Those invited confirmed the challenges mentioned by the rapporteur and also pointed out how the new confinement regulations implemented by governments have given an excuse for security forces to commit more attacks on LGBTI+ people. They reported that many people in this sector who have lost their jobs cannot return to their homes because several of them fled domestic violence due to not being accepted into their homes. With various examples, they denounced that different discriminations are experienced by people with an intersectional perspective, stressing that it is not a homogeneous population. For example, the total invisibility of bisexual people in Latin America and the absence of documentation of their situation were mentioned. The complexity and double discrimination in cases of being trans, black and Latin American women in the United States were also highlighted.

Several people specifically pointed out the serious situation of violence that trans women experience, before the pandemic and now even worse, since a food emergency has been generated, since confinement implies that several cannot do their work, cannot return home, and they find it difficult to receive financial support from the government due to discrimination and mistreatment because their identity card shows their trans identity.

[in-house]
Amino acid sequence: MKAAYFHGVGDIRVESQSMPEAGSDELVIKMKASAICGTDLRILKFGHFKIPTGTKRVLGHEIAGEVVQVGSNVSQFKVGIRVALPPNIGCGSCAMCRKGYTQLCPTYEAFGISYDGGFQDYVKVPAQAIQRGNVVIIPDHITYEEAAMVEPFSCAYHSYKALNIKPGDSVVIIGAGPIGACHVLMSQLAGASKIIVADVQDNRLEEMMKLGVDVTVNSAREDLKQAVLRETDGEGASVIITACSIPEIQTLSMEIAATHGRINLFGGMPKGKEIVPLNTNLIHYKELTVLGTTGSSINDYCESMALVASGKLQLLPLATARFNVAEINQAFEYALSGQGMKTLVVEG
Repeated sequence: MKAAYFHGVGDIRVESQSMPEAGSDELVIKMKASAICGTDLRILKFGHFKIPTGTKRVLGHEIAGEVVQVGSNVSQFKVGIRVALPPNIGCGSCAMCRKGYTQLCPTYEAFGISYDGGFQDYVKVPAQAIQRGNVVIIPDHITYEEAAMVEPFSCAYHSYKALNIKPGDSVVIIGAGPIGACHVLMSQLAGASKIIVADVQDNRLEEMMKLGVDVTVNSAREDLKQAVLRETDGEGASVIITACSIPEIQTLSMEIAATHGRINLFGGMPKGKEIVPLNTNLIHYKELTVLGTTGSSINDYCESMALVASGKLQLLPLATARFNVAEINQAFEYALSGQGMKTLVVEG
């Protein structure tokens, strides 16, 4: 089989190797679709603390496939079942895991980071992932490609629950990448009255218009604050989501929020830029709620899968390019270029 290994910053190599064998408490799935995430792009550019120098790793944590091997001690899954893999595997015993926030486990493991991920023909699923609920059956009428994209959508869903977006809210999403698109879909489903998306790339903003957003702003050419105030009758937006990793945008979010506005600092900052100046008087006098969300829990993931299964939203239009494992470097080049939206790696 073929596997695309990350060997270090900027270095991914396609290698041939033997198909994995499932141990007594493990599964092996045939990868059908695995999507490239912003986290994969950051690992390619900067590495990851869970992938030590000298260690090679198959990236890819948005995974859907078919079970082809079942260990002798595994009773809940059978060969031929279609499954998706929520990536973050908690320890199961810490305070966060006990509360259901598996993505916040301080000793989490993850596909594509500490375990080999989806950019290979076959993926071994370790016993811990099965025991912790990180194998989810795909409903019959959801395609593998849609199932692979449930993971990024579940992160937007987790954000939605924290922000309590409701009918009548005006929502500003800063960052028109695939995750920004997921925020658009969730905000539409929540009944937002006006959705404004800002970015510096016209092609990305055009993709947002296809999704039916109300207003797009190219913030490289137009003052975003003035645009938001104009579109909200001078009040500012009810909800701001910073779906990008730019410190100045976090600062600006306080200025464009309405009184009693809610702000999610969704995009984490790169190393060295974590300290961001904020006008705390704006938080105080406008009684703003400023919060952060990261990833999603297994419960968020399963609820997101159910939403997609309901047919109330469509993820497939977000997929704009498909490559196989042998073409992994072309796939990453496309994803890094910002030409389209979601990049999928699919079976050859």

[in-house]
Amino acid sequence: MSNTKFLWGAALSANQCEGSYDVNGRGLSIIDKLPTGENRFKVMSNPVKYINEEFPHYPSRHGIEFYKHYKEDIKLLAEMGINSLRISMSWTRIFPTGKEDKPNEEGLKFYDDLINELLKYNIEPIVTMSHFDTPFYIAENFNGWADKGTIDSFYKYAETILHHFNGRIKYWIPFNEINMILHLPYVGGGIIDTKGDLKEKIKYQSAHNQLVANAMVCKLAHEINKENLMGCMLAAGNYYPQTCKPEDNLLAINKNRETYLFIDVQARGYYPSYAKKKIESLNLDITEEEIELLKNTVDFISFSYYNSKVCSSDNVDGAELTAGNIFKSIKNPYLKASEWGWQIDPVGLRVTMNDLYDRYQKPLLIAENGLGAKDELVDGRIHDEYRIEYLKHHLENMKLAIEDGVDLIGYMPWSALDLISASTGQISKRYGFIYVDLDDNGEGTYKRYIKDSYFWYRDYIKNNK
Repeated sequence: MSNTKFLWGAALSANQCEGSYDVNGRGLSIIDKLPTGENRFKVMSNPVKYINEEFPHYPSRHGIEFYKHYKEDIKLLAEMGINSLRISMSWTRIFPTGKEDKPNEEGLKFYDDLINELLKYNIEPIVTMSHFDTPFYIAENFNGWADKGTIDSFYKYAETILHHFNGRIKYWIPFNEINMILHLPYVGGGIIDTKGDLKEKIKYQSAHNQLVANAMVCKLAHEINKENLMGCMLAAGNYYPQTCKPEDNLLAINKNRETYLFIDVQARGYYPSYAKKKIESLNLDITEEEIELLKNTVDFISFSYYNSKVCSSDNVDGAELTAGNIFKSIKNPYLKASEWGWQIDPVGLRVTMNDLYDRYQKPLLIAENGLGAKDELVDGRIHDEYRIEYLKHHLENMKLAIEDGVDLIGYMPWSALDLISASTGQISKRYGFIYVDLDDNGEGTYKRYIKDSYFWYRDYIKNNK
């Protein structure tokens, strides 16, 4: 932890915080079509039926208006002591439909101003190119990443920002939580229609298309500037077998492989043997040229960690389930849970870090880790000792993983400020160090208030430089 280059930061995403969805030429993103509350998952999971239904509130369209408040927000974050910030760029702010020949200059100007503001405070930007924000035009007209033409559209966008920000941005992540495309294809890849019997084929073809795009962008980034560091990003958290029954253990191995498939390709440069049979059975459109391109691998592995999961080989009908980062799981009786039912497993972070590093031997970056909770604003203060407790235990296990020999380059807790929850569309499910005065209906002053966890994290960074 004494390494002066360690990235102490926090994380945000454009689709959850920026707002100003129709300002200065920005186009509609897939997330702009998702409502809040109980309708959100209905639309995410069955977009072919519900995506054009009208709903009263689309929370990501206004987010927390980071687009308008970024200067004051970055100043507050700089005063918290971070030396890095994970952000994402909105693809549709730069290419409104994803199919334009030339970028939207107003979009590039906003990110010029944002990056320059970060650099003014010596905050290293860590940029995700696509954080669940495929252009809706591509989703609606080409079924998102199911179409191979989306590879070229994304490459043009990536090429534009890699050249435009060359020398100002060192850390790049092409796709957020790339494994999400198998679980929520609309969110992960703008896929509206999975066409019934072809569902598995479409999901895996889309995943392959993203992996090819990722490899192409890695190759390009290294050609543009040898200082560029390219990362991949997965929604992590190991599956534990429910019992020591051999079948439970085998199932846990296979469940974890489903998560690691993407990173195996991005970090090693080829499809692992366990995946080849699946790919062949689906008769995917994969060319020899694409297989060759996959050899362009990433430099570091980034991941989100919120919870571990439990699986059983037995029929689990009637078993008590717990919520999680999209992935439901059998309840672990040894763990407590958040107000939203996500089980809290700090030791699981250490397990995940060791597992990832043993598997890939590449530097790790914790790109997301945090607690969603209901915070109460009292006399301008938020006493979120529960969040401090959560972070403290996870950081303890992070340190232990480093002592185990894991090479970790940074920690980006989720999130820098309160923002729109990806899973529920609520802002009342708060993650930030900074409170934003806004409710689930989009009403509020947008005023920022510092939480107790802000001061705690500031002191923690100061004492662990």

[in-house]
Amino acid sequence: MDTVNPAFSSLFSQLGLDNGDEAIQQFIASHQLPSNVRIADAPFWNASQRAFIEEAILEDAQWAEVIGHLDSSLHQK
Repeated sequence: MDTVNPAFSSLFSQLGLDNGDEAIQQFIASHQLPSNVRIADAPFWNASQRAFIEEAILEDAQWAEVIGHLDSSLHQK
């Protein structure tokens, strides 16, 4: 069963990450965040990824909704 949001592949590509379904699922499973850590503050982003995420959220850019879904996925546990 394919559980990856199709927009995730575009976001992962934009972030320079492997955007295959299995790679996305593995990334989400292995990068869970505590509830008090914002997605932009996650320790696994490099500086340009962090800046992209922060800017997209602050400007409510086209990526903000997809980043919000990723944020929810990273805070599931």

In the report “Amplified Vulnerability”, Kennedy Carrillo of OutRight Action International, Belize, shared the impacts of the pandemic on the global LGBTIQ + population. Increasing food insecurity was one of the most salient issues. Topics such as interruptions in access to medical care, abuse of power by the State, fear of social violence, stigma, discrimination, social isolation and increased anxiety, as well as concerns about organizational survival, also emerged.

More information in Spanish:

Situación de los derechos de las personas LGBTI en el contexto de la pandemia; (Webinar CIDH 18 junio 2020)

Vulnerabilidad amplificada. El impacto de la pandemia del COVID-19 en las personas LGBTIQ. (Outright Acion Internacional, 4 de junio 2020)

More information from SIPAZ:

Nacional/Internacional: La comunidad LGBTTTI+ en México celebra el Día Internacional Contra la Homo-, Bi- y Transfobia (May 18, 2020)

Chiapas: Organización defensora de la diversidad sexual recibe amenazas por su trabajo en el marco del Mes de Orgullo LGBTTTIQA+ (June 27, de 2019)

Chiapas: Meeting of Citizens’ Observatory of LGBT+ Population Rights with Government Representatives (October 7, 2019)

Oaxaca: State Congress Approves Marriage Equality Bill (September 10, 2019)

Chiapas: Exigen verdad y justicia por el asesinato de Aylin, mujer transexual y 7 otros casos de odio (September 1, de 2019)

Chiapas: Health System in Chiapas Collapsed Due to Coronavirus